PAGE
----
Below, you’ll find five business models suitable for health and fitness coaches that are profitable and offer flexibility to you and your clients.
Note: depending on your preferences, you could:
- Add one or a mix of the following models to one-to-one coaching.
- Adopt one or a blend of the following models while removing one-to-one coaching from your services.
#1: Group Coaching
Group coaching: more impact and income, with less time. Let’s see how with some (purely illustrative) numbers:
- Your current coaching rate: $150 per hour
- Group coaching structure: You coach 12 clients per session, each paying $50/hour. What’s your hourly coaching rate now? $600/hour—you’ve essentially quadrupled your income while putting in the same amount of time.
There are a few ways to structure your group coaching sessions, which might include the following:
- Membership model: Clients pay for a set number of sessions within a specified period (e.g., monthly, quarterly, or annually) and can book your available timeslots based on their schedule and particular needs.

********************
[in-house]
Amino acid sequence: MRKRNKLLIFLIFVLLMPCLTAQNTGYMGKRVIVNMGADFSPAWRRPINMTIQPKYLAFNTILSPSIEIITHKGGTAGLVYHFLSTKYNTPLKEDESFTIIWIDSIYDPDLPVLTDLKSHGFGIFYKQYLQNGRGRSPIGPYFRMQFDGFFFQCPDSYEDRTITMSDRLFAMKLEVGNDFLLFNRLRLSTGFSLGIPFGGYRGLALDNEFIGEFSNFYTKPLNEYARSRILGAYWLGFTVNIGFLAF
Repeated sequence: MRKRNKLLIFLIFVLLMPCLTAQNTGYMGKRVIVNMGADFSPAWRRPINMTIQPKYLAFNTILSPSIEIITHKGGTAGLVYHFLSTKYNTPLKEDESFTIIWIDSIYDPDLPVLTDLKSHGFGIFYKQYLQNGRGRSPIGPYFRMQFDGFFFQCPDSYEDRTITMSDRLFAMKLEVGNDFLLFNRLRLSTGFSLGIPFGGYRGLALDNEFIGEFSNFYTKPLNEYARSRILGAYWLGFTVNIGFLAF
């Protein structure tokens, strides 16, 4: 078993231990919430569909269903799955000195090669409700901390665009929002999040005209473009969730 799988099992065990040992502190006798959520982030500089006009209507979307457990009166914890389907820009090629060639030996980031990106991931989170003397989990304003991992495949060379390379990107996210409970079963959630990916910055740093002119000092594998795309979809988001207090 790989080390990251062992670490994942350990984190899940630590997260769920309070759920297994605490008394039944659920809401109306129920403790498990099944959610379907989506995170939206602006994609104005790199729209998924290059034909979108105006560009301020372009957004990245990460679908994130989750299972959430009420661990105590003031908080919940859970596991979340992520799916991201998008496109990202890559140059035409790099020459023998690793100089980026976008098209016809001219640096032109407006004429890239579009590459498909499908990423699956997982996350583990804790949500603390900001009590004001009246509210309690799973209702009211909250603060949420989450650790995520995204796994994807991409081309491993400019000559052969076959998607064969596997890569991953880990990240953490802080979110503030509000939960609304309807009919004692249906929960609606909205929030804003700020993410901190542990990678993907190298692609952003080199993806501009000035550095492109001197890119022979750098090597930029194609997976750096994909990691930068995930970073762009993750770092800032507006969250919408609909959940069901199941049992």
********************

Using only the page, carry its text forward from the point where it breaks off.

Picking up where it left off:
o Pros: More predictable revenue. Your clients may appreciate the flexibility.
o Cons: You may run into scheduling issues, where certain timeslots are overbooked and others are under-booked. Clients within a session may vary widely in their knowledge or experience, which may make catering to their needs challenging.
EXAMPLE: Patrick Beach runs an online community-centric yoga studio, Commune, that offers monthly and annual subscription options.
- “Cohort-based” model: Clients sign up for a clear “start-to-finish” path (e.g., “how to transition to a healthier lifestyle in 12 weeks” or “master beginner yoga postures in 8 weeks”). In most cases, they’ll have to stick to a set class schedule, such as every Wednesday at 10 am.
o Pros: Your clients are working toward the same goal; this helps generate a sense of community that could benefit client motivation and retention.